We have one blanket for the Cherub, and the Boy brought his own. I did not bring one for us because I thought we’d be too hot. The HM doesn’t want a blanket. He does not even always want a sheet, but I sometimes do get too cool at night- I get downright cold if he turns on the aircon, but sometimes I just get too cool from the fan and open windows. Instead of a blanket, I use an extra sheet and a beach towel and this has been quite adequate except the one night I had fever and chills all night and couldn’t get warm at all.  For storing extra sheets (we don’t have that many), the Cherub’s bed has drawers underneath it, and I have a set of shelves in the hall where odds and ends and extra towels go.

For a laptop tray, I use a battered old metal pan, the kind that went in somebody’s oven, a shallow tray for catching spills. It’s got about an inch lip all the way around it. I balance it on a throw pillow on my lap.

Instead of a silverware tray, because I do not have enough drawers for that, I keep all our silverware in a jar at the back of a shelf over the kitchen counter. My knives and vegetable peelers also go in a jar on a shelf.

We’re still without curtains in all the rooms but ours- I brought those curtains with us because they were adjustable length and I found them on major mark-down. Amazon has something similar, but except for not being insulated, I like mine far better. They don’t tie up, they have a pleated/fold thing with eyelets and you bring the ties through and it looks better, and you don’t keep adjusting up or down, because they are curtains, not shades. The rod we have in our room is one I bought used from a missionary who moved. The rings I brought from home, again, marked down on clearance. I will never use another kind of curtain ring, though- I love the ones with clips. I brought extras, so if we can pick up some other curtain rods and curtains cheaply, I’ll be adding curtains to the living room/dining room area. The windows are frosted, so privacy isn’t really an issue, but the windows are louvered slats that don’t seal- there is an actual gap at the top of most of them at least 1/8 of an inch, which means the air con is not as efficient as it could be/should be.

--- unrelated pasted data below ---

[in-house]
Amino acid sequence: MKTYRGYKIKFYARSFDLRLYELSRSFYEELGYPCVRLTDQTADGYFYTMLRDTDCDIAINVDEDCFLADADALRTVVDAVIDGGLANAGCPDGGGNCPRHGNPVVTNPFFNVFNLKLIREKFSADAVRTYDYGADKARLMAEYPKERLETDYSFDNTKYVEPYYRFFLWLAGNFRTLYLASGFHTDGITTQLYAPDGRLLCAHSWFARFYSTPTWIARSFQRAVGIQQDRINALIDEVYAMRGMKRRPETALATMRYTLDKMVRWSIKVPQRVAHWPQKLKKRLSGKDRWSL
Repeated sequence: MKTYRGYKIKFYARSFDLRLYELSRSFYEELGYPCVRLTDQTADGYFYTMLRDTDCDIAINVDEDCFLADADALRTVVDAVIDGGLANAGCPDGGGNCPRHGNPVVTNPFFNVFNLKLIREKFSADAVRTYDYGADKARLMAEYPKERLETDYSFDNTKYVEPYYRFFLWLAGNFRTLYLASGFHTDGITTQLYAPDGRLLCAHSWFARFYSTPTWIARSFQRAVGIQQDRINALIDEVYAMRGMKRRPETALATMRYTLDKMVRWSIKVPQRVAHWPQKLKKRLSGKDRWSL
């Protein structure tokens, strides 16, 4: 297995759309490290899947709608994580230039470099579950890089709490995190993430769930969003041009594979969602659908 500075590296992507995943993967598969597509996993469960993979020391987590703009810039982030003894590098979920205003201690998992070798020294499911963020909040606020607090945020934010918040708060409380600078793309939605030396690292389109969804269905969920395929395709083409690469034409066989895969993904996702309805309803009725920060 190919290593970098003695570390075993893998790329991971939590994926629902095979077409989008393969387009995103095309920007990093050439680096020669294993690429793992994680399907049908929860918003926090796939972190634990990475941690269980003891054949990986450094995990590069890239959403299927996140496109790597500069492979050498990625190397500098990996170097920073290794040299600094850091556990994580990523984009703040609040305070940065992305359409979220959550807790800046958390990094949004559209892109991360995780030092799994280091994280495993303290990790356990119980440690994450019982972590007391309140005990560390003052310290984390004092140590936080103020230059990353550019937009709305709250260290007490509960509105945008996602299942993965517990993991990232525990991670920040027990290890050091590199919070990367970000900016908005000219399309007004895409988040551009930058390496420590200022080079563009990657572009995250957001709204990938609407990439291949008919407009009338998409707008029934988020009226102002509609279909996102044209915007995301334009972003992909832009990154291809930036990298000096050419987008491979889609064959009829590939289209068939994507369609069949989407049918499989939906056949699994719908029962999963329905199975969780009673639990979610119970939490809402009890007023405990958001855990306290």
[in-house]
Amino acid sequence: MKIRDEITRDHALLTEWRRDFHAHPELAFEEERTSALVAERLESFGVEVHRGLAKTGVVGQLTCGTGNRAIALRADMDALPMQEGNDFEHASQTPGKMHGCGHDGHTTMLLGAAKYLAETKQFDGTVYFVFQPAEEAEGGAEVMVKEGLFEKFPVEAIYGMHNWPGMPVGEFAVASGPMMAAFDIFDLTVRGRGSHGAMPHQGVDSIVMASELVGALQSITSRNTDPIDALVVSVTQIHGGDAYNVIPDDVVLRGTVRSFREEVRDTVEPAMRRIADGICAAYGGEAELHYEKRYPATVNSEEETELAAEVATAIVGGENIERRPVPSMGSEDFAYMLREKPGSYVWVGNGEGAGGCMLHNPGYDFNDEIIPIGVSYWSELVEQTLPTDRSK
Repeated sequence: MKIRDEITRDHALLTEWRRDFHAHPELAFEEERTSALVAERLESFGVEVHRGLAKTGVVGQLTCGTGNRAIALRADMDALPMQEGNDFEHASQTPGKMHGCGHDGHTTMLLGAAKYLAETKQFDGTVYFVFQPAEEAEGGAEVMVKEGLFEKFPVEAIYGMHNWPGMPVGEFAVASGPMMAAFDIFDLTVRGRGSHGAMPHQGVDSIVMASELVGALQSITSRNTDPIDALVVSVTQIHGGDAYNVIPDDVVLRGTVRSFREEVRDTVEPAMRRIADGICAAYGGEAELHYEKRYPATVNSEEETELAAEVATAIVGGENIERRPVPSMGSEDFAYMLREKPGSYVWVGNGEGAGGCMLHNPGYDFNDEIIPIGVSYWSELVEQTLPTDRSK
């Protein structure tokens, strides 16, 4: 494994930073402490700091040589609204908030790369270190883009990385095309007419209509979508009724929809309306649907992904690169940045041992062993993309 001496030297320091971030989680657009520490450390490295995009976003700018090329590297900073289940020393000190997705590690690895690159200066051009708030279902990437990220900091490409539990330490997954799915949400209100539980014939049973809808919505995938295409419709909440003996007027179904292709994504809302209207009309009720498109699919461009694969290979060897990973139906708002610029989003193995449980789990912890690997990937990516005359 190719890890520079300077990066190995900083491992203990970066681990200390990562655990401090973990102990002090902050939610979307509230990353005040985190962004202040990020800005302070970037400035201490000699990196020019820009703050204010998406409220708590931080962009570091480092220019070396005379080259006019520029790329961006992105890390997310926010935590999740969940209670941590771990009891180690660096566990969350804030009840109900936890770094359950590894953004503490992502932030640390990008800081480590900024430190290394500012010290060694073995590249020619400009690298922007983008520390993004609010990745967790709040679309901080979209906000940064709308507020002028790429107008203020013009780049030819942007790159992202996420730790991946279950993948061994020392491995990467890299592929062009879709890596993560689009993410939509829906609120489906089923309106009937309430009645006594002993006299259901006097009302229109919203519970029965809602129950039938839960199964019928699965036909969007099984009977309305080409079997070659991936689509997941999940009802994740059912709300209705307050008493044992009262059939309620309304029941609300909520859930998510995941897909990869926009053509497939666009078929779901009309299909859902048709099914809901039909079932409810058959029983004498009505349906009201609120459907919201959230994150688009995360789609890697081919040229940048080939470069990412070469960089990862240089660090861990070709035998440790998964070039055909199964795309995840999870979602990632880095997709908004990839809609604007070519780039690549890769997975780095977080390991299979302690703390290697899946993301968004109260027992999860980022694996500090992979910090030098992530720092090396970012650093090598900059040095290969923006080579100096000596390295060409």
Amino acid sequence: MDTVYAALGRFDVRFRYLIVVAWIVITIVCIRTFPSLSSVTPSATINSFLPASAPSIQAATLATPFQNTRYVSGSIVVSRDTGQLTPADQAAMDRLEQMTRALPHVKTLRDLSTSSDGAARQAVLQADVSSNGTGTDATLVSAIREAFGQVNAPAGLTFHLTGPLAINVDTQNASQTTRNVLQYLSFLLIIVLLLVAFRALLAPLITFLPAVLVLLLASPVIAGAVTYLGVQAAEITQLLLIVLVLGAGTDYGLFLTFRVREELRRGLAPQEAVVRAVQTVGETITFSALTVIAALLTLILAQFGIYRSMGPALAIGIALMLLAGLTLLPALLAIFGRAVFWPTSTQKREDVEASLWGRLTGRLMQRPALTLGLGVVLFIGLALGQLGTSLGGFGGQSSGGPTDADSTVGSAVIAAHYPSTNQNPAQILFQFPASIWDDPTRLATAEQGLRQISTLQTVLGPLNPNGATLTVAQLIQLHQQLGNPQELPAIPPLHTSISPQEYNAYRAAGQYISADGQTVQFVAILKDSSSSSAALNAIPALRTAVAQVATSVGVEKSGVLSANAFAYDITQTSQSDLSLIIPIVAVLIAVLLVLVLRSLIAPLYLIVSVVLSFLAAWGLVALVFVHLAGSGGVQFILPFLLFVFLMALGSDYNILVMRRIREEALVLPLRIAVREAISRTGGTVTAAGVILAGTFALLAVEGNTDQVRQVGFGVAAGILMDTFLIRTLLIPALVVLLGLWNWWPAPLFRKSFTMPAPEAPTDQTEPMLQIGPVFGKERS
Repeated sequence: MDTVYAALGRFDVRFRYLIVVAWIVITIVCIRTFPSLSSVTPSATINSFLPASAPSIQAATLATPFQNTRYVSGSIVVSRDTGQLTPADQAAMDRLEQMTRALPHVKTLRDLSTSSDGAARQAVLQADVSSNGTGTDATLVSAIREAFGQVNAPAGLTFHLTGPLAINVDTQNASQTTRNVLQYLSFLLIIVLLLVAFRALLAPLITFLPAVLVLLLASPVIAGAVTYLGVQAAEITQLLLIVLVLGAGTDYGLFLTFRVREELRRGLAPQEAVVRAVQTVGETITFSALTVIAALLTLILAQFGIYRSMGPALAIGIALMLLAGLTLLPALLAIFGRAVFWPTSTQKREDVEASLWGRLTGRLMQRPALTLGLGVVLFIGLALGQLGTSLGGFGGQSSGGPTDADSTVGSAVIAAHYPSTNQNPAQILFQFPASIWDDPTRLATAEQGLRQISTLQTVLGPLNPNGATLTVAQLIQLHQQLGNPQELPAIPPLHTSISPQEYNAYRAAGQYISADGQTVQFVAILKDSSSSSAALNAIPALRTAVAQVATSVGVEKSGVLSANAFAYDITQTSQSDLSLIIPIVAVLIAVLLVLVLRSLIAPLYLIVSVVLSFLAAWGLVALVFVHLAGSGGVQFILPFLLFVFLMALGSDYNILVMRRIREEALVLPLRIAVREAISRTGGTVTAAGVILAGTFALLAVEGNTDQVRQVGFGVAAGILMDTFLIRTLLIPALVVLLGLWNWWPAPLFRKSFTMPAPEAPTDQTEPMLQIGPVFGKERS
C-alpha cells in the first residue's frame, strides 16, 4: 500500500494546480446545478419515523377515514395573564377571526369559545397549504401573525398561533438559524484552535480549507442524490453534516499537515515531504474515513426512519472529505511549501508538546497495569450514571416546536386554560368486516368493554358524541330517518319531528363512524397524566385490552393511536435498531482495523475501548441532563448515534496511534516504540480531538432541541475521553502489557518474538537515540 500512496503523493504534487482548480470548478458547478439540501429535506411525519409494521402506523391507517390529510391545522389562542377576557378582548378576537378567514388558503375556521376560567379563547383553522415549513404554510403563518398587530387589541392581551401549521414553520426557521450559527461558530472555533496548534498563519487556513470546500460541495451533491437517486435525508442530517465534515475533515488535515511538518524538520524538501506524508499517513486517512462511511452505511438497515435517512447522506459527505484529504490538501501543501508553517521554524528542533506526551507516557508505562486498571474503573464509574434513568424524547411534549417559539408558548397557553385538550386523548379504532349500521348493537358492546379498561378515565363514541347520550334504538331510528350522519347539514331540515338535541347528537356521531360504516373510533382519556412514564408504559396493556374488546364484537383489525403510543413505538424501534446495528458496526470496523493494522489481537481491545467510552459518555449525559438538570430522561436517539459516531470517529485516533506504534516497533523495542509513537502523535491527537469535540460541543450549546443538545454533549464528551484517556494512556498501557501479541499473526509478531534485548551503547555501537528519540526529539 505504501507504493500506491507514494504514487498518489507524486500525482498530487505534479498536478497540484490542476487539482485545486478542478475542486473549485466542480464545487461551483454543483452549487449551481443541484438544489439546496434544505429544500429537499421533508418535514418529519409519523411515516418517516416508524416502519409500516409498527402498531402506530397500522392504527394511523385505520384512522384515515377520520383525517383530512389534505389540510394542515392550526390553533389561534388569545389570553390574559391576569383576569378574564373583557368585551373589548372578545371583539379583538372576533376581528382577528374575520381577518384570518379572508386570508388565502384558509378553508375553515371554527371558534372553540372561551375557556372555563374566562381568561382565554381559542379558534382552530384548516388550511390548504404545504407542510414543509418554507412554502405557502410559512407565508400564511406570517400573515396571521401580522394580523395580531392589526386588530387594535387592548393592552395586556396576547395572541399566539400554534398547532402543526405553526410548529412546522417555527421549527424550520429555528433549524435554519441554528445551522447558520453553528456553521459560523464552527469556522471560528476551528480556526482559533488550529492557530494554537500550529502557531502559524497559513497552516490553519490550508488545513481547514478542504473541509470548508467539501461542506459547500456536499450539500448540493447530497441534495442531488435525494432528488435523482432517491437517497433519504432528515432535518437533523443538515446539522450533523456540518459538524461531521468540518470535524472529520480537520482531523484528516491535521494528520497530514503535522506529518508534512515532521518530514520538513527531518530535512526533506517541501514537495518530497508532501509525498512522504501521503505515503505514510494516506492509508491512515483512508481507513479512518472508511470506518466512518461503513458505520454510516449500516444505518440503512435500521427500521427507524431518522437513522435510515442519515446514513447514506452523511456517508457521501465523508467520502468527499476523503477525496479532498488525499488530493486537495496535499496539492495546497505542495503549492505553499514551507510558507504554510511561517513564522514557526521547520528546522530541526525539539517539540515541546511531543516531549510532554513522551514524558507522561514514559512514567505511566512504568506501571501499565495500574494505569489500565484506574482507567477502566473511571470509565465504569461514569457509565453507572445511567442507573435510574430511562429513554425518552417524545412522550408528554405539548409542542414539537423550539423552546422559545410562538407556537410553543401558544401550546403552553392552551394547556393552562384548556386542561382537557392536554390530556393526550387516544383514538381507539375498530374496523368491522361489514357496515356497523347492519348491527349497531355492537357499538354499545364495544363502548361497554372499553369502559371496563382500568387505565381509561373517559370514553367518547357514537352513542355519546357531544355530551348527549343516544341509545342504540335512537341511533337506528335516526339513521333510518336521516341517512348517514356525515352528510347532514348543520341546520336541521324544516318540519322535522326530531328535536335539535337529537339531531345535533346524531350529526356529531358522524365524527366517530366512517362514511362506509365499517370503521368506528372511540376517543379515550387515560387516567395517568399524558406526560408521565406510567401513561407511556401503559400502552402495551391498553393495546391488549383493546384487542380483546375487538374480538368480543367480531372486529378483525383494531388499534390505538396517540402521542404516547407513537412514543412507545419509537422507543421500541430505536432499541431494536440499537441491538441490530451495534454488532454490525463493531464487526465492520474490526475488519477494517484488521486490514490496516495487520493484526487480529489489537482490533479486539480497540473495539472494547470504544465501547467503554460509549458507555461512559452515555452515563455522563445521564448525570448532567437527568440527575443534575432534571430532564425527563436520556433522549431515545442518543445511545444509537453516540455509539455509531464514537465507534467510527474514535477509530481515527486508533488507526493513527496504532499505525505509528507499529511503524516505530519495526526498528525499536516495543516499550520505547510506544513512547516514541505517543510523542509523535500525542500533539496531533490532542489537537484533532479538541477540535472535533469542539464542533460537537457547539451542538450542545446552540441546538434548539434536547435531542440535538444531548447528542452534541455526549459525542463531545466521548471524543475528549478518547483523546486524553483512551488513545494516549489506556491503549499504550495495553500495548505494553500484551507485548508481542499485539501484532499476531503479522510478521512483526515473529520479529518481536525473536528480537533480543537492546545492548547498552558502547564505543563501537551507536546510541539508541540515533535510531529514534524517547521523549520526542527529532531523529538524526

Or, if I can come up with enough cardboard pieces big enough, I could cover cardboard with my wrapping paper and set those in the windows when we want to run the air con.

We packed light and we don’t have a lot of things with us. I am proving to myself daily what I already knew – half the battle in keeping a tidy house is reducing the clutter and excess stuff. Part of the battle is also the right amount of space and storage, but mainly, I can just about manage to keep up with the housework when all my worldly goods would fit in 3 or 4 household trunks.   It’s pathetic, really.

Posted in Uncategorized | 2 Responses

Syrian MIssile Strikes and other news

The Case Against Immigration: It’s an emotional issue and people get their hackles up and make arguments based on idealism, how they wish things were without any regard, knowledge, or interest in how they *actually* are.  They talk about how we are a nation of immigrants without any idea of the historical facts behind that and how it all really happened.  You have to register to read the whole thing (registration is free, I recommend a fake email, one set up for stuff like this), but it’s worth reading and thinking about.

Our president has launched a missile strike on a Syrian Air Base.

Glenn Reynolds:

“On Facebook, a friend comments that half the point of this was doing it while the Chinese president was with him. And Richard Fernandez notes: “The bitter fruit of Obama’s war by executive order is now upon us. Whatever happened to Congress’ war powers?”

Neither Democrats nor Republicans would assert those powers under Obama. Who will do so now? But this does seem more like a continuation of Obama’s mideast policies than a reversal of them. Which, given how they turned out, isn’t promising.”

100 years ago Woodrow Wilson got us into The War to End All Wars.  How did that work out for all of us?


Arkansas is planning 7 executions in a 10 day span (they had wanted 8, but a judge required a stay for one of them) because:

“Arkansas is cramming so many executions into such a short time frame because its supply of one of the lethal injection drugs is about to expire. Like many states, it’s struggling to find new supplies because manufacturers have been pressured into not selling them to prisons for executions.”

How the sexual revolution is working out for us:

“….More than 42 percent of Americans between the ages of 18 and 59 are infected with genital human papillomavirus, according to the first survey to look at the prevalence of the virus in the adult population….

“…HPV is a ubiquitous virus, the most common sexually transmitted infection in the United States. About 40 strains of the virus are sexually transmitted, and virtually all sexually active individuals are exposed to it by their early 20s.”

Senate goes nuclear on Democrat blockade of Trump’s Supreme Court nominee Gorsuch.  Others call this the Reid option.   Here’s a neutral description of the historical background of the ‘nuclear option.’

How deep is the ocean?

They mentioned the Dumbo Octopus- here’s some video footage of this adorable little creature.

And here’s a lot more information about these fascinating creatures.


Posted in Uncategorized | Leave a comment

  • The Common Room on Facebook

  • Amazon: Buy our Kindle Books

  • Search Amazon

    Try Audible and Get Two Free Audiobooks

  • Brainy Fridays Recommends: